“Never name the well from which you will not drink,” the old Spanish proverb runs, and in my life, it has been proven true time and again.
Tell me that I’d be brought to my knees for Cindy and John McCain’s films and speeches, and I’d have laughed in your face, but there I was, on the final night of the Republican National Convention, in considerable pain, kneeling on the floor of the Xcel Energy Center, with a 300mm lens and a serendipitous pocketful of Ibuprofen.
I had gone into the place on a photographer’s pass, then managed to finagle a Floor Pass, which, for a photographer, means you’ll be spending time on the floor as directed by security. No standing in the aisles during speeches.
On the bright side, when you’re busy ignoring the pain in your joints, and jostling for photo positions, you’re not hearing the speeches. Years ago, I photographed former Attorney General Archibald Cox at his press conference after being fired by then-President Richard (“I am not a crook”) Nixon. Got the photos, but don’t remember a word Cox said.
What I do remember from the torrent of words spilled over these past months is McCain’s comment to the press before the Convention opened, in the dreadful hours waiting to see if the New Orleans levees would hold against Hurricane Gustav. On Monday, Labor Day, as the planners decided whether to cut short, amend, or rearrange the scheduled agenda, McCain told reporters: “I pledge that tomorrow night, and if necessary throughout our convention, we will act as Americans, not as Republicans.”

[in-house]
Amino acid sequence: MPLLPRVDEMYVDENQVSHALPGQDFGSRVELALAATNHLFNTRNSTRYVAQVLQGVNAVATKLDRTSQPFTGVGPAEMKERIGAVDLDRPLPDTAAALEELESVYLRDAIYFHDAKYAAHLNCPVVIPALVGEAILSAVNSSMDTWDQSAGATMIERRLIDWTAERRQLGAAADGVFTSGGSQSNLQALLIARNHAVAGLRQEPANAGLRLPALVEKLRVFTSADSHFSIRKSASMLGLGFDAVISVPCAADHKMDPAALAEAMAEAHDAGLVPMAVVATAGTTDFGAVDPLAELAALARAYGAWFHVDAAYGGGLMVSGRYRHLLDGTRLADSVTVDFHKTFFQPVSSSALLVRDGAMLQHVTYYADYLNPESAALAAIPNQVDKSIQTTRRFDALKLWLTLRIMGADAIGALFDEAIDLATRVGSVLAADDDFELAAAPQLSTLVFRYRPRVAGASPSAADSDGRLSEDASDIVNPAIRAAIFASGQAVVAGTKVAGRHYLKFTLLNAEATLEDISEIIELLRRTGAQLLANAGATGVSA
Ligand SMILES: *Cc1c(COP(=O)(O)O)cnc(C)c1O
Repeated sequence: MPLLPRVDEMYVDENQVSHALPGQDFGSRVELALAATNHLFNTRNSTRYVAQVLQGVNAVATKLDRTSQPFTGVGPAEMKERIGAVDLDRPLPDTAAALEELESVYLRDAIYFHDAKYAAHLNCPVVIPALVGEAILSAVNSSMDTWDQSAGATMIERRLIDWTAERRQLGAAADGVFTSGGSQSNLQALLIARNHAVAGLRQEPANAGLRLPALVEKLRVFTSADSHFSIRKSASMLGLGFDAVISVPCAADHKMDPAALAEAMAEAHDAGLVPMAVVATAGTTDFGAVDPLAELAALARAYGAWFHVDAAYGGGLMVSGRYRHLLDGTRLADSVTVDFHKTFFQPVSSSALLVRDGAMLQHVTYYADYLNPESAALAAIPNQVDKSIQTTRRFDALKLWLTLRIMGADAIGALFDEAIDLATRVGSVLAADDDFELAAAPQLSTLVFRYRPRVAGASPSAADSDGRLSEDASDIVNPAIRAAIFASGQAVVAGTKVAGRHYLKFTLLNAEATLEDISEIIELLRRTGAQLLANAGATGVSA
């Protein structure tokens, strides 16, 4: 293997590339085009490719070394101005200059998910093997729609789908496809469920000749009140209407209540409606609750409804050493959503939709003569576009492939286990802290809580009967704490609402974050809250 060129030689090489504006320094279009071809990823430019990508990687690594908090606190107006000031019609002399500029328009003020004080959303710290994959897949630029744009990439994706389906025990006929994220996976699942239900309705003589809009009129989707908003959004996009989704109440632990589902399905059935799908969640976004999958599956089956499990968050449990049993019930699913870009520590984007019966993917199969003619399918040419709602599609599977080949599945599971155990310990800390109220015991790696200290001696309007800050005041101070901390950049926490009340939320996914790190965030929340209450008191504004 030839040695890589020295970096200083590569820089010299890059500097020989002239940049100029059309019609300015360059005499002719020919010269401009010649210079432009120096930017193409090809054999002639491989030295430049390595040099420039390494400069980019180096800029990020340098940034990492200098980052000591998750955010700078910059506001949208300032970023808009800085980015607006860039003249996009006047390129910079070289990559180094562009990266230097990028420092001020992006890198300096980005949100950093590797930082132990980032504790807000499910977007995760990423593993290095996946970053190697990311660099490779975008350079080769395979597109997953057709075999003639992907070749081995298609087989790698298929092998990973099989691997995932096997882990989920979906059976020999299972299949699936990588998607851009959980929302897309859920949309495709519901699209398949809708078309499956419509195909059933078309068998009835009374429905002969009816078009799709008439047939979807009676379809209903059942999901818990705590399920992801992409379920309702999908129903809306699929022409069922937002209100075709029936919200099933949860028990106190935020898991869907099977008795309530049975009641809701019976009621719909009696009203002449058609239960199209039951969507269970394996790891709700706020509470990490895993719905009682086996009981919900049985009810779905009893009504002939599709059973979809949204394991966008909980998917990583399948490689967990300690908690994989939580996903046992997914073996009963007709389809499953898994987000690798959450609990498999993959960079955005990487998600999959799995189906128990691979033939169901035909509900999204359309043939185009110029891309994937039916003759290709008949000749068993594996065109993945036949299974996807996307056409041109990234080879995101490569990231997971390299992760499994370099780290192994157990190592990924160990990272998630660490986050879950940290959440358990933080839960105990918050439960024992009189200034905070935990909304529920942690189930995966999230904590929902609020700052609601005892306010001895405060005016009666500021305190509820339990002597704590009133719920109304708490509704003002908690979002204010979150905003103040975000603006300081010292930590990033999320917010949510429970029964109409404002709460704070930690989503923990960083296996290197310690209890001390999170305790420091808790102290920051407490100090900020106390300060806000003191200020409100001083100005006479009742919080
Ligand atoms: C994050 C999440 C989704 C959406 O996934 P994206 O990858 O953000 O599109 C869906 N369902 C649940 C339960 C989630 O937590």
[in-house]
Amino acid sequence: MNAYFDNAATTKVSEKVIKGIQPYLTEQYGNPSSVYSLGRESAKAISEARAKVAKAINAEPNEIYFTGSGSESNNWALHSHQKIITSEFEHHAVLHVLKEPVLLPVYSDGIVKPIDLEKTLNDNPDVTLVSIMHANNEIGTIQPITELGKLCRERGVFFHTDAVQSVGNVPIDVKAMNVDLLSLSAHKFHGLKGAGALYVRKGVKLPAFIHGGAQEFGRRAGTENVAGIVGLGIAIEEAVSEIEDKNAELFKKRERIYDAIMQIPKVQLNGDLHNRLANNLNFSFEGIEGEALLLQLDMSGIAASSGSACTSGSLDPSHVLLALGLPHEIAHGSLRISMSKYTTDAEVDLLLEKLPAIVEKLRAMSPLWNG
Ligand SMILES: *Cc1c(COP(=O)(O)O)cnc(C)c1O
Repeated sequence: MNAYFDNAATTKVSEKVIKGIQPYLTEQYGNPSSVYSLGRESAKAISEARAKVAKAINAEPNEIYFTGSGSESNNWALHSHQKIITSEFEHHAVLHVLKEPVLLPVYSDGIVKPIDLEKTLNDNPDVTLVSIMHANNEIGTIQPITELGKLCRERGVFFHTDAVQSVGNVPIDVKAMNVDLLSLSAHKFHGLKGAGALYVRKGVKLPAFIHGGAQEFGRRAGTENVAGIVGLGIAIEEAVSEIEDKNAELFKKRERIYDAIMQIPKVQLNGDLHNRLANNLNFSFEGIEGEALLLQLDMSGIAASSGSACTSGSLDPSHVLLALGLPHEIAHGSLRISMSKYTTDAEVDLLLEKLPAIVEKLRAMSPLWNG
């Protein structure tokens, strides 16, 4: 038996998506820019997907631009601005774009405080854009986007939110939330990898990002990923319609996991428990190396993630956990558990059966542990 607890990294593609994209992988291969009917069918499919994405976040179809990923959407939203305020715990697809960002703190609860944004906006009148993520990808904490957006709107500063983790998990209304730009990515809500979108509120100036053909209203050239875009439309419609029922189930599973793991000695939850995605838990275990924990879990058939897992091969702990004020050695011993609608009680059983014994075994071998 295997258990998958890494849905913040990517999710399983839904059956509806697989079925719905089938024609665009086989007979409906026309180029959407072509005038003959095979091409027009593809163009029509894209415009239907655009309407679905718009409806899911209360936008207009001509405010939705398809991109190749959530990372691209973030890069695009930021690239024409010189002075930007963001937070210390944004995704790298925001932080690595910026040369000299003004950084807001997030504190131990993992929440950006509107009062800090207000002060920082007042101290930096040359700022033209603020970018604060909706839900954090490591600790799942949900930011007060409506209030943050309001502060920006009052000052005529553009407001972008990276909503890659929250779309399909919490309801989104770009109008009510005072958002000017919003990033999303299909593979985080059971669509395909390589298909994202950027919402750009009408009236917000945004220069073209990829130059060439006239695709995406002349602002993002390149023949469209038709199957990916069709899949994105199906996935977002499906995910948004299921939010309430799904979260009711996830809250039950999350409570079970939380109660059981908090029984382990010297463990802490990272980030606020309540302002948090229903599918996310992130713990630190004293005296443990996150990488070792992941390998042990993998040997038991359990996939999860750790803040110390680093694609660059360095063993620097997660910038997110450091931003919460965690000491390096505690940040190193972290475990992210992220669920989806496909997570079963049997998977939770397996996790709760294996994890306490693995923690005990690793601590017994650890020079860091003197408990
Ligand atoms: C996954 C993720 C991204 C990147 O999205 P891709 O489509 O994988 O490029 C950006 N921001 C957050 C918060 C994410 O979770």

What a concept! I won’t elaborate on the time limit of “if necessary throughout our convention,” nor am I making a slam against McCain in particular—but wouldn’t it be wonderful if all politicians of every stripe made it the first item on their agenda to “act as Americans, not as ______” (fill in the appropriate word).
I have two final thoughts to impart:
First, register, go to the polls, and vote on November 4.
Second, thanks to the Iowa delegate marshal monitoring McCain’s speech on his BlackBerry, who, noticing my obvious physical discomfort, whispered, “Just three more minutes,” and then, as the cheering began, extended a hand, and pulled me back up on my feet.